When I first met Husband, he made laundry a one time only task by shoving everything he owned into one load in the washing machine – whites, darks, reds, every thing! Then he ran the washer on the hottest setting possible. What didn’t shrink, faded and all of his white t-shirts were gray
Husband has been banned from doing laundry.
For Husband separating your dirty clothes into whites, darks, and brightly colored loads mystifies him. He thinks that we would be doing several little loads of laundry a week instead of full loads of laundry that not only save time but also save energy.
That’s when I created the Three Laundry Hamper Method. We have three identical laundry hampers in our closet. Each hamper has a label.
- White Clothes – All dirty white items should be deposited here for washing.
- Dark and Red Clothes – All dirty dark and red items should be deposited here for washing.
- Brightly Colored Clothes - All dirty brightly colored items should be deposited here for washing.
Each family member is responsible for putting his or her dirty items in the appropriate hamper. If I had small children, I’d color code the tags or draw pictures of the items so they can identify what goes where.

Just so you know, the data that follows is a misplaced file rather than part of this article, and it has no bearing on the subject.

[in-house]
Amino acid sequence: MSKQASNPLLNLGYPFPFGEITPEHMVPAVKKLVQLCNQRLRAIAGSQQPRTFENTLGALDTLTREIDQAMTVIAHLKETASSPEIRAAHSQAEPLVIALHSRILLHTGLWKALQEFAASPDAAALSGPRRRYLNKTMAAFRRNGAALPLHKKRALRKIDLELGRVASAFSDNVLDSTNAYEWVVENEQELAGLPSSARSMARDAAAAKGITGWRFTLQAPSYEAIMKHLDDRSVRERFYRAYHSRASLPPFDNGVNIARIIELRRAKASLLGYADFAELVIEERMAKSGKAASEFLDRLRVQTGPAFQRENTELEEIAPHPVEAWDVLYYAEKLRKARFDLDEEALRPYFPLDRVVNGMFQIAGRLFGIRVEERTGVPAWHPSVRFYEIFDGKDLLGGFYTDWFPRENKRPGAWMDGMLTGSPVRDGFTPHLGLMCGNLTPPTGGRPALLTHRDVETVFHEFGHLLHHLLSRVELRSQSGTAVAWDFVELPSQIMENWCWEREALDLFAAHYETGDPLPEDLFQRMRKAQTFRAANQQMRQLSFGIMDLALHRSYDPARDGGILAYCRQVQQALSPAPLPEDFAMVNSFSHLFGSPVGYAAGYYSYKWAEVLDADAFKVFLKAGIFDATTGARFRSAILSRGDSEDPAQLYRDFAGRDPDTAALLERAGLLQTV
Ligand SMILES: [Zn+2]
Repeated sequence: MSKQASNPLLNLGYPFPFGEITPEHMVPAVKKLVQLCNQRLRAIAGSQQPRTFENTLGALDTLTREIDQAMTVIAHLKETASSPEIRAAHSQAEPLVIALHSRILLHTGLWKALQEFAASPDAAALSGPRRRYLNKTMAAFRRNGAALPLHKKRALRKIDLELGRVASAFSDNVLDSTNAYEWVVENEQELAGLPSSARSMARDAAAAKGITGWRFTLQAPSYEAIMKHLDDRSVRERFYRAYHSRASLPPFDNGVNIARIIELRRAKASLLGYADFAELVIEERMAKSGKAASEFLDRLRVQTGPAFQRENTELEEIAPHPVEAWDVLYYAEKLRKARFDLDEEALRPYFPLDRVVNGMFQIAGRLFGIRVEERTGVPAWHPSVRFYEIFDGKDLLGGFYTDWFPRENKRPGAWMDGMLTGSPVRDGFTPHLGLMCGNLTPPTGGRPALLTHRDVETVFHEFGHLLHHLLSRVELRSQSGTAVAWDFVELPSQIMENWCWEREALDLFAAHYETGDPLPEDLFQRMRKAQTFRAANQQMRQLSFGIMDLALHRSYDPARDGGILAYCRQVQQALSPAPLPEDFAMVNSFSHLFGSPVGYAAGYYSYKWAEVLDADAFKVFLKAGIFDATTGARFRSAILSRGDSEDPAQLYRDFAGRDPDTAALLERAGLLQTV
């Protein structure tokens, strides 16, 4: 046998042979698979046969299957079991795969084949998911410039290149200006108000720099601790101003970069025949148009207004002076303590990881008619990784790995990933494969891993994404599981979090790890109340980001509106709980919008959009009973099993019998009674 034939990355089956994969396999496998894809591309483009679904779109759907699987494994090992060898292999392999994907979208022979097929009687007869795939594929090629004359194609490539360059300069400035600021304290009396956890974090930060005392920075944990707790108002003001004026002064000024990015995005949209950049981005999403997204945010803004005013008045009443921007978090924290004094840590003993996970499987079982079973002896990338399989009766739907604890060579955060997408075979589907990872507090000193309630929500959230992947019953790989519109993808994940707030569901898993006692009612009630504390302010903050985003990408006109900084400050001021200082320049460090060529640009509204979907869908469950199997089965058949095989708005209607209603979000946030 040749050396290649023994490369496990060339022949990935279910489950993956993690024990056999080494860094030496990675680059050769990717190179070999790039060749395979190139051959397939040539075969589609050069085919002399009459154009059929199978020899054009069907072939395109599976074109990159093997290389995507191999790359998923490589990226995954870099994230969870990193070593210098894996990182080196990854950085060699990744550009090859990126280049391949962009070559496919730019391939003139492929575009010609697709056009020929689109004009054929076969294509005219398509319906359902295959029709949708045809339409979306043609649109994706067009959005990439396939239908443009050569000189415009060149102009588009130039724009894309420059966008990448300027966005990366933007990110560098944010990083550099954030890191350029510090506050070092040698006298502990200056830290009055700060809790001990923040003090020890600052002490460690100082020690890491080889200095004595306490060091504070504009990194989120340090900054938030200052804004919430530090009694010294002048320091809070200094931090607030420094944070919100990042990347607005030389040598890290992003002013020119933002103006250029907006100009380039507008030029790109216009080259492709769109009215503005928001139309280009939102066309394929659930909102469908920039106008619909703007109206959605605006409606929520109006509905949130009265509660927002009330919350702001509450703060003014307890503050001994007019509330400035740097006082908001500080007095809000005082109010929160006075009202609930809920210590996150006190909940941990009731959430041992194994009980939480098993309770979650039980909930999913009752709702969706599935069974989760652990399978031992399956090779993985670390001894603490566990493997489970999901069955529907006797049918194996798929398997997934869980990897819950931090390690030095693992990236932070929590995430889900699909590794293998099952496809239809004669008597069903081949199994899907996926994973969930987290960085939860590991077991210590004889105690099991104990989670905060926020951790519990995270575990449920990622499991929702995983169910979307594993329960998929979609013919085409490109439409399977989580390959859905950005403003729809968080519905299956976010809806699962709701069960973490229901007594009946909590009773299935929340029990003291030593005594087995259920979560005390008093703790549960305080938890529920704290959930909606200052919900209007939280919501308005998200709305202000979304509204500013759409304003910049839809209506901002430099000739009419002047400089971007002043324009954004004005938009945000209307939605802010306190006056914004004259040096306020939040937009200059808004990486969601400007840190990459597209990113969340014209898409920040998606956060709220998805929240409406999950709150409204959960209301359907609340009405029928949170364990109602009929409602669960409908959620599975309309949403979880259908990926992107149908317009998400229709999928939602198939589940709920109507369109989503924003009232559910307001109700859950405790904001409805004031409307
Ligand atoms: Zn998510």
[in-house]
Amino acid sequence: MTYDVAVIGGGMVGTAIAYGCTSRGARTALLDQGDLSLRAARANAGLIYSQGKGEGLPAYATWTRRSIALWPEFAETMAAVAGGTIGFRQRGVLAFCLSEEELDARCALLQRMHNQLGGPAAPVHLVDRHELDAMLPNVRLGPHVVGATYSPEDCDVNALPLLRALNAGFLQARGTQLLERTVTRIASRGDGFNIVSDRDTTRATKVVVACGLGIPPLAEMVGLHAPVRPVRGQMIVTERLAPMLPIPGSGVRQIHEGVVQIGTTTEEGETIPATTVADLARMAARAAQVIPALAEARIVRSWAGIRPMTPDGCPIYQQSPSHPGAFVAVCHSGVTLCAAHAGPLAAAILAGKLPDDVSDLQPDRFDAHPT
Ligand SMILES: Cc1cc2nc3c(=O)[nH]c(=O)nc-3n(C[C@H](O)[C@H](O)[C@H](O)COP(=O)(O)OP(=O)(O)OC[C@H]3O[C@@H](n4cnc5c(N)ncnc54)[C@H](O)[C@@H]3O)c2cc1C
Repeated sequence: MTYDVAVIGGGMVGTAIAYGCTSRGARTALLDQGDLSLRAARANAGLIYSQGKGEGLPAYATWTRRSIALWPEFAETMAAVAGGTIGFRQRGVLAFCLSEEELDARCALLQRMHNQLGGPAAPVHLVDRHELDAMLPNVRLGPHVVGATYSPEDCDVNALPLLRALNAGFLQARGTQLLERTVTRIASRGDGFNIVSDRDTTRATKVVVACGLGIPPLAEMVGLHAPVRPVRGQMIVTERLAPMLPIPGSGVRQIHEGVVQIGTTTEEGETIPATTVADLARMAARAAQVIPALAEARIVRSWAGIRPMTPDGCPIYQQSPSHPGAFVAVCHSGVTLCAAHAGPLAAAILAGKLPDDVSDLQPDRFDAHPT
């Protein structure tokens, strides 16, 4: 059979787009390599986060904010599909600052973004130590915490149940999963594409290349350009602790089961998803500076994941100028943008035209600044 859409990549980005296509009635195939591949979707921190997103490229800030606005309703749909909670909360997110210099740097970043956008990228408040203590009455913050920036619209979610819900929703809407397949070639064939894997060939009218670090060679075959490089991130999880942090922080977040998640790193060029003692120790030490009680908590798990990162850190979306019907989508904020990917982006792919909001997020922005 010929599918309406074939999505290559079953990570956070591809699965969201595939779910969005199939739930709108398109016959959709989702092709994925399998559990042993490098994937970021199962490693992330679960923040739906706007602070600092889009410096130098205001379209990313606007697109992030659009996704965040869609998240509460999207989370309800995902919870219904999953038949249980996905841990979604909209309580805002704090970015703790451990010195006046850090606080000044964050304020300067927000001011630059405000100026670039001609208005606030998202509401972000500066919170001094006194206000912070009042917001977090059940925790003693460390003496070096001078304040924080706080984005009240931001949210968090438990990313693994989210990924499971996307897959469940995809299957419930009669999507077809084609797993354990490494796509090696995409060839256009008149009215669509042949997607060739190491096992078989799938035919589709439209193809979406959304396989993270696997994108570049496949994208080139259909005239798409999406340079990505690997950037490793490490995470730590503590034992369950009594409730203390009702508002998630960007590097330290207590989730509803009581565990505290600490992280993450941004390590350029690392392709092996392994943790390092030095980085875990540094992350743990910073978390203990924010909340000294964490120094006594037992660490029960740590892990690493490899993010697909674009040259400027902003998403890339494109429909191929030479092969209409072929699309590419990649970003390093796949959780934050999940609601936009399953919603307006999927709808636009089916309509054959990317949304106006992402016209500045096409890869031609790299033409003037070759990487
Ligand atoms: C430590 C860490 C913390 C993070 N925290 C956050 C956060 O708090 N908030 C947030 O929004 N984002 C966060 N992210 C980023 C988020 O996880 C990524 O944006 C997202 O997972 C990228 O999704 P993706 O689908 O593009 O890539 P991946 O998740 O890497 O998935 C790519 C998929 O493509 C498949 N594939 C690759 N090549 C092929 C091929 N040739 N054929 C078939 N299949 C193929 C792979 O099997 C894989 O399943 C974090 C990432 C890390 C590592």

The three laundry baskets allow me to see when a hamper will make a full load of laundry. To save even more electricity I wash all of my clothes in cold water. According to Treehugger:
“Washing every load on the hot/warm cycle (in a top loading machine and an electric water heater) for a year is equivalent to burning about 182 gallons of gasoline in a car; in an average (19.8 miles per gallon) car, that'll get you around 3595 miles. So, wash in hot/warm, or drive almost 3600 miles -- same difference”
I’ve been washing in cold for years and my clothes get just as clean as they did when I used warm and hot water but without the fading! I credit my whites staying white and my bright colors staying bright because I wash them in cold water and add a bit of oxygen bleach when needed.
If you’re worried about killing dust mites or germs on your clothes, pop them in the dryer. A dryer heats your clothes hotter than washing machine water.
I sent A Gift of Green ecard to my mom as a little reminder about her laundry situation.
You can still pledge and acts of green, which would be helpful since Cisco hasn’t met their goal of one million people completing at least one small act of green.
What is your laundry tip or woe?
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Disclosure: Rockfish Interactive, in partnership with Cisco are compensating me for my considerable time on this project. However, my ideas, words, and opinions are my own and are not influenced by this compensation. See what the other ambassadors have to say about One Million Acts of Green: Crunchy Domestic Goddess, Green Your Décor and Green and Clean Mom.
I remember the days when I had a whole load of red clothes each week or two. I went to the Laundromat because my washer broke and someone stole my whole red load. I was there the whole time, too! Not sure how I missed the thief.